Rising Real Interest Rates Could Drive Gold Prices Below $1,000 An Ounce - Analyst
(Kitco News) - While gold investors are celebrating a positive first quarter, one research firm has sent up a warning signal as it sees significant risks to the downside because of rising real bond yields.
In a report Tuesday, New Zealand-based research firm Topdown Charts, said that the growing divergence between gold prices and rising real interest rates is becoming “increasingly precipitous.”
Traditionally, higher real interest rates weigh on gold prices, increasing the precious metal’s opportunity costs as a non-yielding asset.
But, Callum Thomas, head of research for Topdown Charts, noted in his analysis that since November, real interest rates have been moving higher and so have gold prices. He added that the correlation breakdown can’t last forever.
“Correlations like these can and do break down at times, and there is every possibility that the gap in the chart closes by real yields going back below zero. However, as the fed hikes interest rates and continues the transition from QE to QT, real yields are likely to remain elevated,” Thomas said in his report.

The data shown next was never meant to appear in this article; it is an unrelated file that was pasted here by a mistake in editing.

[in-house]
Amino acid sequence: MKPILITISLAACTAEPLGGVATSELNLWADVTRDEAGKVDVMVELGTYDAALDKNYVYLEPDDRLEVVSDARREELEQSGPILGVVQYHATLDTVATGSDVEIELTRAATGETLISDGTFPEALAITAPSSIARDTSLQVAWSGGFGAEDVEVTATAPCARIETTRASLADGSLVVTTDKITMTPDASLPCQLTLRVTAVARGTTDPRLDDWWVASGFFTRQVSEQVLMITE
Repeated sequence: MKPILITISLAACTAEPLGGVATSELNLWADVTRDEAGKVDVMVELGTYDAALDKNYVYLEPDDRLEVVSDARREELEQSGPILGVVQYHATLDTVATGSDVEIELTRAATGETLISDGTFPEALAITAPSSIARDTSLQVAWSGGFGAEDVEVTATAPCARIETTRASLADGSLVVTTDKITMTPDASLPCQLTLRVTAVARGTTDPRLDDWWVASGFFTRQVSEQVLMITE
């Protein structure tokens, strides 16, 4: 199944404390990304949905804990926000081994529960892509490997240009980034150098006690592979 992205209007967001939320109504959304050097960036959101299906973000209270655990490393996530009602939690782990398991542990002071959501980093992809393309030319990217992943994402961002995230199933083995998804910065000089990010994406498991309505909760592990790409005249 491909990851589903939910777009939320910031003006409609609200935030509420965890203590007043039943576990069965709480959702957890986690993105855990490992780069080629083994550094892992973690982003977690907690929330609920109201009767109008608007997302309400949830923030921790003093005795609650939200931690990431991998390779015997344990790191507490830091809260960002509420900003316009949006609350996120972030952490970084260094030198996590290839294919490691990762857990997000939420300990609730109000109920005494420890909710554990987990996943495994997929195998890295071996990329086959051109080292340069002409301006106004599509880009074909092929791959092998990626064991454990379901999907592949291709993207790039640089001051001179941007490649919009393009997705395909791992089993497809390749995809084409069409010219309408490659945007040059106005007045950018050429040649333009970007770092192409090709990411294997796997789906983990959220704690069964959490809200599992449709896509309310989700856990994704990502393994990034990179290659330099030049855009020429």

In the first three months of the year, gold prices rose 2%; June Comex gold futures last traded at $1,335.7. At the same time, data from the U.S. Treasury show that real 10-year rates have risen 22%, from 68 basis points to 84 basis points.
The analyst added that there is a risk that gold prices eventually fall to below $1,000 an ounce as the negative correlation with positive bond yields and gold price reasserts itself.
Thomas said that gold has been able to fight rising yields because of its appeal as a safe-haven asset; however, he added that he doesn’t expect this trend to have a long-term impact.
“A big explanation as to why gold has diverged from real yields is hedging demand as investors worry about a potential bear market and heightened geopolitical risks. But even if that is your thinking, the idea of opportunity cost is still relevant,” he said. “I would be cautious in treating gold as a hedge though, because when an asset class is facing significant headwinds like this, it may not end up behaving in the way you expected.”
Not only does Thomas see gold as overvalued as a safe-haven monetary metal, he also sees it overvalued as fundamental commodity.
Looking at gold’s technical picture, Thomas said that anyone shorting gold at current levels should look at significant resistance at $1,375 an ounce and $1,400 an ounce.
He added that his initial targets are the 2017 lows at $1,250 an ounce and then the 2016 lows at $1,130 an ounce.
For silver, he said that he sees the market trading at fair value. Comex May silver futures last traded at $16.385, down almost 4% since the start of the year.